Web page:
2:15 pm. About an hour in at this point, and the MEA’s Chris Galgay has laid out the key issue from the union’s perspective, which is that teacher evaluation is not a collectively bargained issue on the local level. The MEA pushed to have this panel created and to give it veto power over performance-based evaluation systems specifically because this is the case. What he wants is to have a model approved here to not only be the ONLY model that can be used statewide, but wants it to be very tightly constructed so that there is NO flexibility on the local level, where teachers have no bargaining power. MSMA disagrees, and wants precisely the kind of flexibility on the local level that MEA opposes.

The battle lines are being drawn…

2:05 pm. Resistance is mounting. Lot of questions coming now about what exactly the panel is to do, why it is being rushed, how the model or models approved here are actually to be used, and whether this is all about a federal money grab or not. Faherty is working to keep this thing from going off the rails…

1:55 pm. Less than an hour in, and the Department’s representatives have mentioned at least a half-dozen times that they are working off the NEA’s research on evaluation models. In fact, the only piece of research on teacher evaluation that the Department put forward to stakeholder group members was a report from the NEA. This is a smart move on the Department’s part. It helps focus the group (the Department has identified two models from the NEA report that it intends to explore), and it defuses, at least somewhat, what is likely to be some resistance from the MEA.

1:45 pm. So what is this stakeholder group to do? Simply put, it must approve at least ONE evaluation system for teachers and principals that uses student achievement data.  The panel can approve more than one model, of course, but is under the gun to get at least one approved before May 14.  Deputy Commissioner Faherty is doing an admirable job keeping the group focused on this one task.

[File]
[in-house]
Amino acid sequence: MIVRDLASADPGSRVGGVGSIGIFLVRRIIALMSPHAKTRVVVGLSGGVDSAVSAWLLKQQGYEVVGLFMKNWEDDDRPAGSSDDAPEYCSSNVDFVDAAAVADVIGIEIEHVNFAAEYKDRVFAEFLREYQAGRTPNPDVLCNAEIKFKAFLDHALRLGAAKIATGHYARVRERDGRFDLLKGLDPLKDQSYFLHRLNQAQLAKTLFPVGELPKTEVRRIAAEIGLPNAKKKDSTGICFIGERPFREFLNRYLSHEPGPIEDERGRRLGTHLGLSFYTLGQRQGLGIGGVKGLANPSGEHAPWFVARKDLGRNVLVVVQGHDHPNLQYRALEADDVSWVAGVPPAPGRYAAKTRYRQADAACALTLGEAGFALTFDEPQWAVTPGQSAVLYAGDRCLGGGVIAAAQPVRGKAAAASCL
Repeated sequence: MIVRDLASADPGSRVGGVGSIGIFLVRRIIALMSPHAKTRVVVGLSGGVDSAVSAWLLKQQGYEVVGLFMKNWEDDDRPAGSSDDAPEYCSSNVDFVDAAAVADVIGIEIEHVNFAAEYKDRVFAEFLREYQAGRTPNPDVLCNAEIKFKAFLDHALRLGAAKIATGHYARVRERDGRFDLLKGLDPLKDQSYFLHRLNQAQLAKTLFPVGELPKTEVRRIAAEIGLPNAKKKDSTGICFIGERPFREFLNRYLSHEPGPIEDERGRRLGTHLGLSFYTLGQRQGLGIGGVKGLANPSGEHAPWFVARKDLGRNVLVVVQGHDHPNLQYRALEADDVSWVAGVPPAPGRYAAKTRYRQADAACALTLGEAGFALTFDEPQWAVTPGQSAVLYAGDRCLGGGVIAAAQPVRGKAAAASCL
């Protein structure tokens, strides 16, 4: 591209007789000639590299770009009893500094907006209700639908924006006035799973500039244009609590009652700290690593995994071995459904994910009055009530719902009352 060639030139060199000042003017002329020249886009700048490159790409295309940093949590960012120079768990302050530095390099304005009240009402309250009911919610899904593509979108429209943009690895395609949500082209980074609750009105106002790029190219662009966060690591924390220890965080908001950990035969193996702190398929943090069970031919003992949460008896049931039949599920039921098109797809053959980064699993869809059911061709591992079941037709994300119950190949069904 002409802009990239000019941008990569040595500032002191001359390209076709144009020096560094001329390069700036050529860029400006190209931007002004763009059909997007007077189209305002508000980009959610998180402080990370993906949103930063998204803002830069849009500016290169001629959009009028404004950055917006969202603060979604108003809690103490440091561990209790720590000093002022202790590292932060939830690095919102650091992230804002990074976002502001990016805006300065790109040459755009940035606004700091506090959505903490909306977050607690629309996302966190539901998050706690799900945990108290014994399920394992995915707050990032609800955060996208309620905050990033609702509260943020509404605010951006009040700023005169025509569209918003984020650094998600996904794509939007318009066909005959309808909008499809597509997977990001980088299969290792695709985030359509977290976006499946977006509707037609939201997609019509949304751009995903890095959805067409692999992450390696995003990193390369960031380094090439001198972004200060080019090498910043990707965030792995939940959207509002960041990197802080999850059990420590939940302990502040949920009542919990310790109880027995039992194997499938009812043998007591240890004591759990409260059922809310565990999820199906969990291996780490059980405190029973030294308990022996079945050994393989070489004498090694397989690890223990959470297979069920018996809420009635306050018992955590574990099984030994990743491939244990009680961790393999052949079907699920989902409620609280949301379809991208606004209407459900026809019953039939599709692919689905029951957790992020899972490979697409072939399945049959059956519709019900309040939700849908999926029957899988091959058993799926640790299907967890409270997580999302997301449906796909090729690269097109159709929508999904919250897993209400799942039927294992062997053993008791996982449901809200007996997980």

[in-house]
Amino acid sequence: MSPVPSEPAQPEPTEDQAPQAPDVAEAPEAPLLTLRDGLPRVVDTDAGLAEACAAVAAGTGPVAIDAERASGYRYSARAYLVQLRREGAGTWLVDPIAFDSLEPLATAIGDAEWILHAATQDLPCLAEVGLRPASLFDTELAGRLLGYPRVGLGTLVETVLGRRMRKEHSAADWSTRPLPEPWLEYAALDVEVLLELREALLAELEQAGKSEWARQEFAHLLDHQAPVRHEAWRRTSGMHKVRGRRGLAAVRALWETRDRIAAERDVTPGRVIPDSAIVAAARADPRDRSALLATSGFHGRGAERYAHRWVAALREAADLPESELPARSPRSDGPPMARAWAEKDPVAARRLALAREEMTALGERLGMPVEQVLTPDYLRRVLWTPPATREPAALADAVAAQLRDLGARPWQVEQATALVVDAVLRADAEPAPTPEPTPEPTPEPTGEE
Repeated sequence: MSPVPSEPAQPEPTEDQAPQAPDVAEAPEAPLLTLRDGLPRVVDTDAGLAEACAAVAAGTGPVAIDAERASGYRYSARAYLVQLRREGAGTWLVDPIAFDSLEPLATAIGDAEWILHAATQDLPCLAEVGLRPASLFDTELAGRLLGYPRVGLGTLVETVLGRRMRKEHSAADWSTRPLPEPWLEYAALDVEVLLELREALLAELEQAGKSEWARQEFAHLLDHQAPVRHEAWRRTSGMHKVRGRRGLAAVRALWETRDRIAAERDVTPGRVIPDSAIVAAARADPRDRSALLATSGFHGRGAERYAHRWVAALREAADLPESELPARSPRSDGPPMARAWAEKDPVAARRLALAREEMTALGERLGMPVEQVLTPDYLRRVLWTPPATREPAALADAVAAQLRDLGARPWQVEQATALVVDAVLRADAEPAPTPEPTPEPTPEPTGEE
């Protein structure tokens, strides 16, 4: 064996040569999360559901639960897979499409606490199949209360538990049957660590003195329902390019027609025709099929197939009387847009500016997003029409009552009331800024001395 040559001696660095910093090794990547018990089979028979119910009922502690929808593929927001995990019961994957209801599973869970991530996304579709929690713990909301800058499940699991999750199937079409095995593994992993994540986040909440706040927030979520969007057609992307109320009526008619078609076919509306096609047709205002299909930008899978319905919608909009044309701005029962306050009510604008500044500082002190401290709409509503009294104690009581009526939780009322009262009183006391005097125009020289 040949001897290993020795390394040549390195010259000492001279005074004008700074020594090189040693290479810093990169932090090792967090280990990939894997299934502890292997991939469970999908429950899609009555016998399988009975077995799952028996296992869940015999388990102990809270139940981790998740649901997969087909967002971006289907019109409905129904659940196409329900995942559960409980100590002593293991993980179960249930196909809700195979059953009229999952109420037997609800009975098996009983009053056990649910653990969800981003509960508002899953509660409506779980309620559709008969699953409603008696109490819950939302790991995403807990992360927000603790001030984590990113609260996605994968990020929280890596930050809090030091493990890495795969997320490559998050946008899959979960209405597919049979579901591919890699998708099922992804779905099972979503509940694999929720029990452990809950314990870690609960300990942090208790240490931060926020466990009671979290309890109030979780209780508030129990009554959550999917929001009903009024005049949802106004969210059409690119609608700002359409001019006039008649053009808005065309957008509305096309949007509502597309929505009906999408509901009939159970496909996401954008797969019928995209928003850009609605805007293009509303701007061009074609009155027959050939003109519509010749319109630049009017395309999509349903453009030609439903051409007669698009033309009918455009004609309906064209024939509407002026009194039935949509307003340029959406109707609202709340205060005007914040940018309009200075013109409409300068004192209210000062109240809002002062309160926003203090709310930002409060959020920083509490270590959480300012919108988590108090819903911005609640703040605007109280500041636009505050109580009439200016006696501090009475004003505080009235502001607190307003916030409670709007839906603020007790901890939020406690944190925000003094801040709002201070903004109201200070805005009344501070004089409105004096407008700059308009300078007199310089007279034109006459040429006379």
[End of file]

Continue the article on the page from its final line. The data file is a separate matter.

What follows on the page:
1:35 pm. The Department’s Wanda Monthey is leading off by describing why it is that this stakeholder group has been assembled and why it has such a short time frame in which to complete its work. (Governor Baldacci has given the group until May 14 to agree on at least one performance-based evaluation model.) In essence, the time crunch comes from the state’s need to be in compliance with federal law in order to compete for the Race to the Top program, the application for which is due June 1. If this panel fails to get that done, Maine will be ineligible for the Race to the Top competition and may face barriers to accessing other federal education funds as well.

1:10 pm. The controversial stakeholder group tasked with approving teacher and administrator evaluation systems which use student achievement data has convened in Augusta and has been brought to order by Deputy Commissioner Angela Faherty.

Our friends at have put together the list of stakeholder group members, and introductions are being done as we speak.

There does not seem to be an agenda for the meeting, but we do know that Gov. Baldacci will be visiting to say a few words later today.